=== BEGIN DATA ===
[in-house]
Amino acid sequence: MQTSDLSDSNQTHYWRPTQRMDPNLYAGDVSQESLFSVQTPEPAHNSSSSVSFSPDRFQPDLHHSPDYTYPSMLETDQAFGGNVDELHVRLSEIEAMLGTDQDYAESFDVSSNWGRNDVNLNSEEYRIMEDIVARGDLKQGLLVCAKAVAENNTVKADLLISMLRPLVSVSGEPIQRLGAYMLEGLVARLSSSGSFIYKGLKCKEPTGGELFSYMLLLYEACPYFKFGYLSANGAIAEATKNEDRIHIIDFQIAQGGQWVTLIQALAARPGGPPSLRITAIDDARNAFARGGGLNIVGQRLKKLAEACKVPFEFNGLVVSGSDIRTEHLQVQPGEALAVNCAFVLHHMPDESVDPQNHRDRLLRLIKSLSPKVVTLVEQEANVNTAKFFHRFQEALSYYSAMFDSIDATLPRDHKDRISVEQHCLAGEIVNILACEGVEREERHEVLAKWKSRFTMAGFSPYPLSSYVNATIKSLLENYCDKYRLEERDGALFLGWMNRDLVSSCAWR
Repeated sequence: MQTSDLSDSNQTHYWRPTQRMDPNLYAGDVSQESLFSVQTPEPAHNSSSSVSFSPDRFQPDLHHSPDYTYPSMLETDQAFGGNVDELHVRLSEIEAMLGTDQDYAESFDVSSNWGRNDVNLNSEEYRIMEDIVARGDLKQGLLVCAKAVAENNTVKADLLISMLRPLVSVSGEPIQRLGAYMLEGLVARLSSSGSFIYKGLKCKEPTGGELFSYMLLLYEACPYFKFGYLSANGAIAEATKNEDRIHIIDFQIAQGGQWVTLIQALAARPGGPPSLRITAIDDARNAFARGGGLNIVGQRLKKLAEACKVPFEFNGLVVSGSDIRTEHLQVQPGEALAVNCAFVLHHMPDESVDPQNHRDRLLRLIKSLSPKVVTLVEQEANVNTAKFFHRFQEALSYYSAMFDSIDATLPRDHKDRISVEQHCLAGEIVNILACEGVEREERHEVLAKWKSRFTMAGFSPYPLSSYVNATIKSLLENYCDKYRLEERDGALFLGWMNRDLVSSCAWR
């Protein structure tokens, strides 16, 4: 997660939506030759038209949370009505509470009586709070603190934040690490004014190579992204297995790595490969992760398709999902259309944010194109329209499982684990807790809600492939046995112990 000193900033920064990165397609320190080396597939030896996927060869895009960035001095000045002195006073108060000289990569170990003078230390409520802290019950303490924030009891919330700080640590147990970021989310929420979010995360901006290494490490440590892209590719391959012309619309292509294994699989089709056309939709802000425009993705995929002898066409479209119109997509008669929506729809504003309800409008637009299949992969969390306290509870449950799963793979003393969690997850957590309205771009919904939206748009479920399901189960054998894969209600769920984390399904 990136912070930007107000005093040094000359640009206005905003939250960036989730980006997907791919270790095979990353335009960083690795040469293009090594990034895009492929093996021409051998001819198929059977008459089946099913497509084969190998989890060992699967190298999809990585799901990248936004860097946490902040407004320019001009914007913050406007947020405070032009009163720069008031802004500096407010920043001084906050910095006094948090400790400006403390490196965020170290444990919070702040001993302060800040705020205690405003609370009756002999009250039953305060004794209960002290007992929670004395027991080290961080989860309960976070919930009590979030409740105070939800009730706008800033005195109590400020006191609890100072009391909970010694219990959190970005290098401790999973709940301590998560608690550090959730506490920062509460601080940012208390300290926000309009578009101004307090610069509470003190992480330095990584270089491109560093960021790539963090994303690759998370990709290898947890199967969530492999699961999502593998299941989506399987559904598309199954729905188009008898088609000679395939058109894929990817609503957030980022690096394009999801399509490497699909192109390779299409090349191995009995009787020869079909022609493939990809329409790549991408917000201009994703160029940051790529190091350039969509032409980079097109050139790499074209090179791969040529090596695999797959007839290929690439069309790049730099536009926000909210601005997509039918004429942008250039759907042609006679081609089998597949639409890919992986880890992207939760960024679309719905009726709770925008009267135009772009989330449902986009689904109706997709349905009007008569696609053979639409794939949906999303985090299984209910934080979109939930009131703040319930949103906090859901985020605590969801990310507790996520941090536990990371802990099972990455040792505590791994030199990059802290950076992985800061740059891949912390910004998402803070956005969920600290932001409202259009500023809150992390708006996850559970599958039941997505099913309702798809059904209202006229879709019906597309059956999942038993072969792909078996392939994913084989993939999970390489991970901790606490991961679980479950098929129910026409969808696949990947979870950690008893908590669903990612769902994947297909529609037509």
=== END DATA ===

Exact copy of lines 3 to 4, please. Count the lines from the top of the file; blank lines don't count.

Repeated sequence: MQTSDLSDSNQTHYWRPTQRMDPNLYAGDVSQESLFSVQTPEPAHNSSSSVSFSPDRFQPDLHHSPDYTYPSMLETDQAFGGNVDELHVRLSEIEAMLGTDQDYAESFDVSSNWGRNDVNLNSEEYRIMEDIVARGDLKQGLLVCAKAVAENNTVKADLLISMLRPLVSVSGEPIQRLGAYMLEGLVARLSSSGSFIYKGLKCKEPTGGELFSYMLLLYEACPYFKFGYLSANGAIAEATKNEDRIHIIDFQIAQGGQWVTLIQALAARPGGPPSLRITAIDDARNAFARGGGLNIVGQRLKKLAEACKVPFEFNGLVVSGSDIRTEHLQVQPGEALAVNCAFVLHHMPDESVDPQNHRDRLLRLIKSLSPKVVTLVEQEANVNTAKFFHRFQEALSYYSAMFDSIDATLPRDHKDRISVEQHCLAGEIVNILACEGVEREERHEVLAKWKSRFTMAGFSPYPLSSYVNATIKSLLENYCDKYRLEERDGALFLGWMNRDLVSSCAWR
């Protein structure tokens, strides 16, 4: 997660939506030759038209949370009505509470009586709070603190934040690490004014190579992204297995790595490969992760398709999902259309944010194109329209499982684990807790809600492939046995112990 000193900033920064990165397609320190080396597939030896996927060869895009960035001095000045002195006073108060000289990569170990003078230390409520802290019950303490924030009891919330700080640590147990970021989310929420979010995360901006290494490490440590892209590719391959012309619309292509294994699989089709056309939709802000425009993705995929002898066409479209119109997509008669929506729809504003309800409008637009299949992969969390306290509870449950799963793979003393969690997850957590309205771009919904939206748009479920399901189960054998894969209600769920984390399904 990136912070930007107000005093040094000359640009206005905003939250960036989730980006997907791919270790095979990353335009960083690795040469293009090594990034895009492929093996021409051998001819198929059977008459089946099913497509084969190998989890060992699967190298999809990585799901990248936004860097946490902040407004320019001009914007913050406007947020405070032009009163720069008031802004500096407010920043001084906050910095006094948090400790400006403390490196965020170290444990919070702040001993302060800040705020205690405003609370009756002999009250039953305060004794209960002290007992929670004395027991080290961080989860309960976070919930009590979030409740105070939800009730706008800033005195109590400020006191609890100072009391909970010694219990959190970005290098401790999973709940301590998560608690550090959730506490920062509460601080940012208390300290926000309009578009101004307090610069509470003190992480330095990584270089491109560093960021790539963090994303690759998370990709290898947890199967969530492999699961999502593998299941989506399987559904598309199954729905188009008898088609000679395939058109894929990817609503957030980022690096394009999801399509490497699909192109390779299409090349191995009995009787020869079909022609493939990809329409790549991408917000201009994703160029940051790529190091350039969509032409980079097109050139790499074209090179791969040529090596695999797959007839290929690439069309790049730099536009926000909210601005997509039918004429942008250039759907042609006679081609089998597949639409890919992986880890992207939760960024679309719905009726709770925008009267135009772009989330449902986009689904109706997709349905009007008569696609053979639409794939949906999303985090299984209910934080979109939930009131703040319930949103906090859901985020605590969801990310507790996520941090536990990371802990099972990455040792505590791994030199990059802290950076992985800061740059891949912390910004998402803070956005969920600290932001409202259009500023809150992390708006996850559970599958039941997505099913309702798809059904209202006229879709019906597309059956999942038993072969792909078996392939994913084989993939999970390489991970901790606490991961679980479950098929129910026409969808696949990947979870950690008893908590669903990612769902994947297909529609037509």